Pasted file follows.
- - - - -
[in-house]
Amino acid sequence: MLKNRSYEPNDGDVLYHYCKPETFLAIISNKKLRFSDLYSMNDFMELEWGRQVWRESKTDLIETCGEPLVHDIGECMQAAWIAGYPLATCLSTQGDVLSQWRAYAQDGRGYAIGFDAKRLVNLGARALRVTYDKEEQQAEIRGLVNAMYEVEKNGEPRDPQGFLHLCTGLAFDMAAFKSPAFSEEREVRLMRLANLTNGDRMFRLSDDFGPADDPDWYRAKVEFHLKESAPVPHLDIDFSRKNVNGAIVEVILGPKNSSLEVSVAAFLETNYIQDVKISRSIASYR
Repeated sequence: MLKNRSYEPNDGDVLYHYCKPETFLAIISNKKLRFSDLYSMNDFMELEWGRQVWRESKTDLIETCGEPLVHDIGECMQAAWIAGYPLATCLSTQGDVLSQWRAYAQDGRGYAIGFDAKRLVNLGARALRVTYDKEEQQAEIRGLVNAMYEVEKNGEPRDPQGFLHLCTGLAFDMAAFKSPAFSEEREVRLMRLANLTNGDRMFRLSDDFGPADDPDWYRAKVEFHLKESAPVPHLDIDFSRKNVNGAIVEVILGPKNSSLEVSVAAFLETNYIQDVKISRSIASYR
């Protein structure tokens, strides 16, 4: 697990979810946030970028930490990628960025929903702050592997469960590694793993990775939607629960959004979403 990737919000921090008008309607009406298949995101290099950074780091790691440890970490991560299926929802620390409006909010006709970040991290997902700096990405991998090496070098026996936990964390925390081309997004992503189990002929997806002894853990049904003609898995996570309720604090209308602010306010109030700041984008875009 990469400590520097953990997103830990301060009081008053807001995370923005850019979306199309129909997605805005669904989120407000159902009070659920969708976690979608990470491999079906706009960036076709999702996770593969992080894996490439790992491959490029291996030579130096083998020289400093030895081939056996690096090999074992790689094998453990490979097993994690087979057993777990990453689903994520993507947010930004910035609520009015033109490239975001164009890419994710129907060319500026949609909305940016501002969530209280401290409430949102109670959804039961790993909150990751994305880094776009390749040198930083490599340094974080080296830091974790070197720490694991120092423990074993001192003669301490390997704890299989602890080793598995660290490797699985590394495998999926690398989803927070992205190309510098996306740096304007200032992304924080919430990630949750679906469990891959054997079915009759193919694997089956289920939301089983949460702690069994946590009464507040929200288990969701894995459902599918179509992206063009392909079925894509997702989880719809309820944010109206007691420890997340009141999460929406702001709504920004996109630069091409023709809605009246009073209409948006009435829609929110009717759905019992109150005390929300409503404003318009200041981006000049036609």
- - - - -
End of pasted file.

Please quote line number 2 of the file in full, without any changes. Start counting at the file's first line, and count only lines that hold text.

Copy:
Amino acid sequence: MLKNRSYEPNDGDVLYHYCKPETFLAIISNKKLRFSDLYSMNDFMELEWGRQVWRESKTDLIETCGEPLVHDIGECMQAAWIAGYPLATCLSTQGDVLSQWRAYAQDGRGYAIGFDAKRLVNLGARALRVTYDKEEQQAEIRGLVNAMYEVEKNGEPRDPQGFLHLCTGLAFDMAAFKSPAFSEEREVRLMRLANLTNGDRMFRLSDDFGPADDPDWYRAKVEFHLKESAPVPHLDIDFSRKNVNGAIVEVILGPKNSSLEVSVAAFLETNYIQDVKISRSIASYR